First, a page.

From that early home, SportsFic appeared to go to Usenet. By 1997, figure skating, baseball, football began to discuss issues that laid a framework for story writing including speculation on athlete orientation, eating disorders and more. These discussions would result in such archives as SkateFic. The presence of the speculation lead to the creation of mailing lists and fan fiction archives located off Usenet. The SportsFic community was helped in 1998 with the creation of FanFiction.Net. While the archive did not set out to create a community where SportsFic could be posted, it hosted a number of SportsFic stories in the original and other categories. The ability to create free mailing lists also helped the nascent community. RS-X and FFN-Slashers-Unite were just two of the mailing lists that helped to expand the community. They also offered platforms to promote more specific communities. These mailing lists in turn begat a number of small, author centered fan fiction archives. Archives were considered large if they had twenty stories on them.
SportsFic became some what more tolerable in parts of the traditional media fan fiction community because of the ambiguity of some of the fandoms. Fan fiction based on professional wrestling was not quite real person fic like actorfic because the wrestlers were putting on a show for the fans, partially based on themselves but heavily scripted towards making it fiction. This ambiguity allowed SportsFic fen to put their material
When, in 2002, FanFiction.Net banned all real person fic, some parts of the SportsFic community reeled. The biggest communities that were affected were the baseball, wrestling and racing communities. What would rescue them would be the ease of creating mailing lists, new automated fan fiction archive scripts, low cost for web hosting and LiveJournal. LiveJournal’s role can not be understated. It created a number of communities that might otherwise not have existed or would have remained very small. These communities included horse racing, swimming, baseball, football, women’s basketball, women’s soccer, Nascar and Formula One, skiing, gymnastics, skeleton and curling. It was helped along in other areas by the creation of such archives as FanDomination.Net and FanWorks.Org.
All these different avenues of story sharing did not narrow down. Members of the SportsFic continued to post to LiveJournal, to mailing lists, to automated archives, and to personal fan fiction archives. This expanding of the horizons is probably the reason that, by 2003, SportsFic began to come to the attention of the athletes themselves and that legal issues. In March of 2003, FanDomination.Net would get a cease and desist letter from the representative of Andy Petitte. In 2005, an Ohio State University Buckeye women’s basketball saffic writer would receive a similar letter and be kicked out of the Buckeye booster club.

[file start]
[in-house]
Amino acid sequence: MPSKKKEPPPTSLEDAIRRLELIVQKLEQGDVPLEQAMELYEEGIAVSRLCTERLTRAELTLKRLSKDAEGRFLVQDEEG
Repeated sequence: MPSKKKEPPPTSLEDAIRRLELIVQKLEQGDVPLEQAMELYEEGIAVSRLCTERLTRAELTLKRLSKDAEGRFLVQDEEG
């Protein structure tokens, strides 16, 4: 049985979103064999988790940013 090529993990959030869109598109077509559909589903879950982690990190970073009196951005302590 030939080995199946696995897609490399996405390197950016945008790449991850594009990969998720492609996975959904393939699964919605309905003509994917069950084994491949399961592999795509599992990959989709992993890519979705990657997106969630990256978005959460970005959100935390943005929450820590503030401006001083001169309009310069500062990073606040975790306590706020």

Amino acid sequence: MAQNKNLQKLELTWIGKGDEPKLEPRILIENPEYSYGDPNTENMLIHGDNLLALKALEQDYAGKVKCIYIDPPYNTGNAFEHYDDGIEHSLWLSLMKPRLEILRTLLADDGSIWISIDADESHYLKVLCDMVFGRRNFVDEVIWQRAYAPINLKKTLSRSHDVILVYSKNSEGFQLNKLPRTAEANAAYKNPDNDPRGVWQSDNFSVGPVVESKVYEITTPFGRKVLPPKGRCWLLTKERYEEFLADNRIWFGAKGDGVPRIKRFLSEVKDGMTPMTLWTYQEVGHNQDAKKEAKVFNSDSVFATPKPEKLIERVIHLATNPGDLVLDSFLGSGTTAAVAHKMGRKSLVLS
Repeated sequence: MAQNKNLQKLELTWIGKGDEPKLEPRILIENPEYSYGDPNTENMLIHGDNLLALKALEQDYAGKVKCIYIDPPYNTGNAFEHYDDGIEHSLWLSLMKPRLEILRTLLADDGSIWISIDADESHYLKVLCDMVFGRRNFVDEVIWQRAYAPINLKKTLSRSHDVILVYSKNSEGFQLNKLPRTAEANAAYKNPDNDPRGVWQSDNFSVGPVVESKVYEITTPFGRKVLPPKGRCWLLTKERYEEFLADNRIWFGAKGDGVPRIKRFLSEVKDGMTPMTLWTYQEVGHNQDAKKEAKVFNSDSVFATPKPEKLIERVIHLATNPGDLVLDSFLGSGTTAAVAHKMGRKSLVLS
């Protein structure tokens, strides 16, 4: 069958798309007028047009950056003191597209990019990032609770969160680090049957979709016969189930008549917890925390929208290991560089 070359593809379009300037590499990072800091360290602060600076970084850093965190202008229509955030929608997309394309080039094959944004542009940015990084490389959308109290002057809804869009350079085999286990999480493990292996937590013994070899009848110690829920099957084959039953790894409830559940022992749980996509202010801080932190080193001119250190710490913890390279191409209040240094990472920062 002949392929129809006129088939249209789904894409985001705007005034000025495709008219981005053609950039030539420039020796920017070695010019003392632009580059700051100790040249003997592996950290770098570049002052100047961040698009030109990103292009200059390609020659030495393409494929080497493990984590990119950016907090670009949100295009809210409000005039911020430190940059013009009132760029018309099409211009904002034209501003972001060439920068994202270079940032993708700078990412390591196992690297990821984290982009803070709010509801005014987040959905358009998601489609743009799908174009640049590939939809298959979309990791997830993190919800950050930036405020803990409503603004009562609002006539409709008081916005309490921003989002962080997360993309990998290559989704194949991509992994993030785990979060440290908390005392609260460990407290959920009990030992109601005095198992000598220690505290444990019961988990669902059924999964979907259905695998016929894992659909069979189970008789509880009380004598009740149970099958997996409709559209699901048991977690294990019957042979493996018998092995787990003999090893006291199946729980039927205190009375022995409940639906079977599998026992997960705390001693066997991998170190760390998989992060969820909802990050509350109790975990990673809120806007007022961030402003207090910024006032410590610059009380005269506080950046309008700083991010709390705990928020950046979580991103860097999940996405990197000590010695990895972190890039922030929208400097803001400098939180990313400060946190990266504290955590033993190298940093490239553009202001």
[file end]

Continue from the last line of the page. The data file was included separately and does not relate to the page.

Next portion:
Even with all these things happening in the SportsFic community, the crossover with traditional media fan fiction communities did not happen. Most members of traditional media fan fiction communities seem blissfully unaware of SportsFic. SportsFic community members give the appearance of being aware of possible reactions to the material and not forcing it on unsuspecting people. Terms have migrated to SportsFic from traditional media fan fiction community including fan fiction, real person fic, Mary Sue and slash. Given the long period of isolation, it seems unlikely that sportsfic will ever fully integrate into the traditional media fan fiction community.
 Chicago Daily Tribune used the word fandom several times in the context of baseball fans.
 Roman-a-clef, what could be seen as a precursor for some real person fic, was being written but it tended to focus on literary figures.
 See: Fiske, John. Researching Historical Broadcast Audiences: Female Fandom of Professional Wrestling, 1945-1960. Diss. Univ. of Wisconsin – Madison, 1997. 5 Apr. 2006.
 For more information on the problem with fanzine histories, see: Hall, H. & Smith, N. (1997). You’ll wish it was all over: the bibliographic control of grey literature with reference to print football fanzines. Serials, 10(2), 189-194.